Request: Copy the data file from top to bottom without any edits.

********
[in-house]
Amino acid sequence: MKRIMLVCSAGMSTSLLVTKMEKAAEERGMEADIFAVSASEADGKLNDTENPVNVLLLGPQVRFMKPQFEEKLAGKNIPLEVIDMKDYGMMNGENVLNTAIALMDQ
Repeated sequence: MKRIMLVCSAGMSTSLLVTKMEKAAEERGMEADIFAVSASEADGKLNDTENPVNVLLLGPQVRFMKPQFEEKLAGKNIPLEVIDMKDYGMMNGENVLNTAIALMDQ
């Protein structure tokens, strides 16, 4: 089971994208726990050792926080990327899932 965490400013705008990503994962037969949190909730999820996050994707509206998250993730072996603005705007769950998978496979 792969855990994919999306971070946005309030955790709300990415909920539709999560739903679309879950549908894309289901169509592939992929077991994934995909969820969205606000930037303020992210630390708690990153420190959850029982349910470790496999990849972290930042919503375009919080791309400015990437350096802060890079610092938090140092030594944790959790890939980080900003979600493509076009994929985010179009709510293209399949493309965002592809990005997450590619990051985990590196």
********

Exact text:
[in-house]
Amino acid sequence: MKRIMLVCSAGMSTSLLVTKMEKAAEERGMEADIFAVSASEADGKLNDTENPVNVLLLGPQVRFMKPQFEEKLAGKNIPLEVIDMKDYGMMNGENVLNTAIALMDQ
Repeated sequence: MKRIMLVCSAGMSTSLLVTKMEKAAEERGMEADIFAVSASEADGKLNDTENPVNVLLLGPQVRFMKPQFEEKLAGKNIPLEVIDMKDYGMMNGENVLNTAIALMDQ
């Protein structure tokens, strides 16, 4: 089971994208726990050792926080990327899932 965490400013705008990503994962037969949190909730999820996050994707509206998250993730072996603005705007769950998978496979 792969855990994919999306971070946005309030955790709300990415909920539709999560739903679309879950549908894309289901169509592939992929077991994934995909969820969205606000930037303020992210630390708690990153420190959850029982349910470790496999990849972290930042919503375009919080791309400015990437350096802060890079610092938090140092030594944790959790890939980080900003979600493509076009994929985010179009709510293209399949493309965002592809990005997450590619990051985990590196």